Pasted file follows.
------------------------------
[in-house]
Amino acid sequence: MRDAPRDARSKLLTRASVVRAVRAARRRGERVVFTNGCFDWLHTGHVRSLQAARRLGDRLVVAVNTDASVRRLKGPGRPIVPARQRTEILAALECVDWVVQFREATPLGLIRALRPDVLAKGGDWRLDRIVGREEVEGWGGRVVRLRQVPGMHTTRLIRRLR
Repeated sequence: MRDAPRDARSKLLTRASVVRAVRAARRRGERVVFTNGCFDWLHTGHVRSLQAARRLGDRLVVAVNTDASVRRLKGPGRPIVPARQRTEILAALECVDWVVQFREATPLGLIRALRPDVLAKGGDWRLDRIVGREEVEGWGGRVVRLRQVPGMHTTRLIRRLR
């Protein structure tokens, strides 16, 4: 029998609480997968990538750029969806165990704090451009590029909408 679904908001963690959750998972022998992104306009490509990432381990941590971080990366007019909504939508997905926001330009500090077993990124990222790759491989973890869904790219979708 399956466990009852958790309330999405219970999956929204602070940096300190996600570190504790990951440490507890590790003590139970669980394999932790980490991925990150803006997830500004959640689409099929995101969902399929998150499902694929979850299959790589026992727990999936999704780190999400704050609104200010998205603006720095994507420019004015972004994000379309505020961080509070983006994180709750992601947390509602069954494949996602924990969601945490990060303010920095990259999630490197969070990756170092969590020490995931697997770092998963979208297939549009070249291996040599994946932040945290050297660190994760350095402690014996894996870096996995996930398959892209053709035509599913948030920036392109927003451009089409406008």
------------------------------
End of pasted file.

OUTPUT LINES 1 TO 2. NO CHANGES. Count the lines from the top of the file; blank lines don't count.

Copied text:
[in-house]
Amino acid sequence: MRDAPRDARSKLLTRASVVRAVRAARRRGERVVFTNGCFDWLHTGHVRSLQAARRLGDRLVVAVNTDASVRRLKGPGRPIVPARQRTEILAALECVDWVVQFREATPLGLIRALRPDVLAKGGDWRLDRIVGREEVEGWGGRVVRLRQVPGMHTTRLIRRLR